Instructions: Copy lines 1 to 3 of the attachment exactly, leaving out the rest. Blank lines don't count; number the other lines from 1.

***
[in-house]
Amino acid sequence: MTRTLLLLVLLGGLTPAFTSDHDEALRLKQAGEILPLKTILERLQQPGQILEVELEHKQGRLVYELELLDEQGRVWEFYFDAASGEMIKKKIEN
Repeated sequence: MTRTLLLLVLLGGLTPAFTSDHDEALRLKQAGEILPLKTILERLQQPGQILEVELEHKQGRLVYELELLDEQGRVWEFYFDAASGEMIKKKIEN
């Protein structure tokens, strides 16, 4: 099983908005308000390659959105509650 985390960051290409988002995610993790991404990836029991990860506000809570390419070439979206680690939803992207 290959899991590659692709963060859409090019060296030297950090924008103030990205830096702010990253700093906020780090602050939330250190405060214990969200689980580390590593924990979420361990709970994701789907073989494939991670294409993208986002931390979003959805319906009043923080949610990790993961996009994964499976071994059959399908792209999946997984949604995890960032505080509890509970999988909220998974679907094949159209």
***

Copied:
[in-house]
Amino acid sequence: MTRTLLLLVLLGGLTPAFTSDHDEALRLKQAGEILPLKTILERLQQPGQILEVELEHKQGRLVYELELLDEQGRVWEFYFDAASGEMIKKKIEN
Repeated sequence: MTRTLLLLVLLGGLTPAFTSDHDEALRLKQAGEILPLKTILERLQQPGQILEVELEHKQGRLVYELELLDEQGRVWEFYFDAASGEMIKKKIEN